Development refers to human progress. It is a process that expands the range of options and opportunities for food and health, education and culture, income and employment, encompassing the full spectrum of human needs, from a healthy physical environment to economic and political freedoms. To facilitate study and analysis, the literature regularly groups human needs and aspirations into three dimensions: economic, social, and environmental. However, as there is no sustained progress over time without solid institutional foundations, it has been unavoidable, in more recent studies, to add a fourth dimension that includes these aspects (INEGI, 2000; Bell & Morse, 2008; Song et al., 2017; Bell & Morse, 2018) .

For Iddrisu and Bhattacharyya (2015) , it is not enough to add a fourth category, hence his proposal is to consider an additional, called “technical”, which is associated with the ability to have a system of energy sources to meet the present and future needs of society in a reliable, efficient and clean way. More specifically (Ibarrarán et al., 2009) , define energy sustainability as energy supply at an affordable cost for the population, ensuring service and respecting the environment. For their part, Vera and Langlois (2007) consider that a sustainable energy system is one that provides adequate energy services at affordable costs in a safe and environmentally friendly manner, taking into account social and economic needs. Tsai (2010) points out that the energy system achieves sustainability when it reaches a balance between a low-carbon economy and economic development, considering environmental protection and energy security under the principles of high efficiency, added value, reduced emissions and low energy dependence, especially on fossil fuels.

For Streimikiene and Šivickas (2008) , a sustainable energy system promotes energy efficiency and a use of renewable energies through the mitigation of greenhouse gases and atmospheric pollution, also achieving a positive impact on energy security. Another way to analyze the sustainable development of an energy sector is to consider four aspects: strengths, weaknesses, opportunities and threats (Markovska et al., 2009) .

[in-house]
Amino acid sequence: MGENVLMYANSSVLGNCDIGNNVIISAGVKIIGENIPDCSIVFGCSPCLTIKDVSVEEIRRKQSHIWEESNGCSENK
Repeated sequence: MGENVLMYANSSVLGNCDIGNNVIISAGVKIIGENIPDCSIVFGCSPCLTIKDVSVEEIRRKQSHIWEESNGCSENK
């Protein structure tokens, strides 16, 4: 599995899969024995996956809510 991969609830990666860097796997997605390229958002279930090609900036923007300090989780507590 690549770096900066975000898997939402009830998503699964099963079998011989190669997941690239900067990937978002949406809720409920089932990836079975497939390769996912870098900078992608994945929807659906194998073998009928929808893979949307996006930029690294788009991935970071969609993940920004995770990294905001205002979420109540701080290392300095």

The World Energy Council (2020) defines energy sustainability based on a balance between three fundamental aspects: energy security, energy equity and environmental sustainability. For the World Bank (World Bank Group, 2016) , a sustainable energy system is one that guarantees access to energy, energy efficiency and use of renewable energies. For their part, Salgado and Altomonte (2002) consider that a sustainable energy system is one that takes into account four aspects: risks, vulnerabilities and restrictions for socio-economic development, inequitable biases in energy supply, inconsistencies in the use of resources and external effects on the environment. The Secretary of Energy in Mexico, points out that the energy sector is sustainable when it manages to promote economic development and improve the social and economic conditions of the population, through the rational use of the country’s energy resources (SENER, 2016) .